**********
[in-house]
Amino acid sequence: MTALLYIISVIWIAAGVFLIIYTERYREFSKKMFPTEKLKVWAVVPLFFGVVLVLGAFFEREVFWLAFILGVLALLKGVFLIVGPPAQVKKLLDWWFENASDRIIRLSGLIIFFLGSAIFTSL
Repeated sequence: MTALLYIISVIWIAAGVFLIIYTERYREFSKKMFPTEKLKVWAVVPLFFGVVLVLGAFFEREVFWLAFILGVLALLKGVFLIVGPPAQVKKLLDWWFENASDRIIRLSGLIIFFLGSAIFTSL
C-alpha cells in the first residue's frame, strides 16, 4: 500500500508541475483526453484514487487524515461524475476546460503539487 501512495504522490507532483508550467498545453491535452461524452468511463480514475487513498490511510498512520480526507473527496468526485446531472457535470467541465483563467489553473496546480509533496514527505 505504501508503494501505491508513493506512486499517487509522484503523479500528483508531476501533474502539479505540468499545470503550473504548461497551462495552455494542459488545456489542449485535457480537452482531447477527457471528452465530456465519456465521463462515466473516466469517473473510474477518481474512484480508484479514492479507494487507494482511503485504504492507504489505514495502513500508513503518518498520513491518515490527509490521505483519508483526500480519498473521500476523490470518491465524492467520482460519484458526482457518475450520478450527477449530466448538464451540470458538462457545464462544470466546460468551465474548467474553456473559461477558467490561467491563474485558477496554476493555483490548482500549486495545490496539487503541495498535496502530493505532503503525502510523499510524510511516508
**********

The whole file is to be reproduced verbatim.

[in-house]
Amino acid sequence: MTALLYIISVIWIAAGVFLIIYTERYREFSKKMFPTEKLKVWAVVPLFFGVVLVLGAFFEREVFWLAFILGVLALLKGVFLIVGPPAQVKKLLDWWFENASDRIIRLSGLIIFFLGSAIFTSL
Repeated sequence: MTALLYIISVIWIAAGVFLIIYTERYREFSKKMFPTEKLKVWAVVPLFFGVVLVLGAFFEREVFWLAFILGVLALLKGVFLIVGPPAQVKKLLDWWFENASDRIIRLSGLIIFFLGSAIFTSL
C-alpha cells in the first residue's frame, strides 16, 4: 500500500508541475483526453484514487487524515461524475476546460503539487 501512495504522490507532483508550467498545453491535452461524452468511463480514475487513498490511510498512520480526507473527496468526485446531472457535470467541465483563467489553473496546480509533496514527505 505504501508503494501505491508513493506512486499517487509522484503523479500528483508531476501533474502539479505540468499545470503550473504548461497551462495552455494542459488545456489542449485535457480537452482531447477527457471528452465530456465519456465521463462515466473516466469517473473510474477518481474512484480508484479514492479507494487507494482511503485504504492507504489505514495502513500508513503518518498520513491518515490527509490521505483519508483526500480519498473521500476523490470518491465524492467520482460519484458526482457518475450520478450527477449530466448538464451540470458538462457545464462544470466546460468551465474548467474553456473559461477558467490561467491563474485558477496554476493555483490548482500549486495545490496539487503541495498535496502530493505532503503525502510523499510524510511516508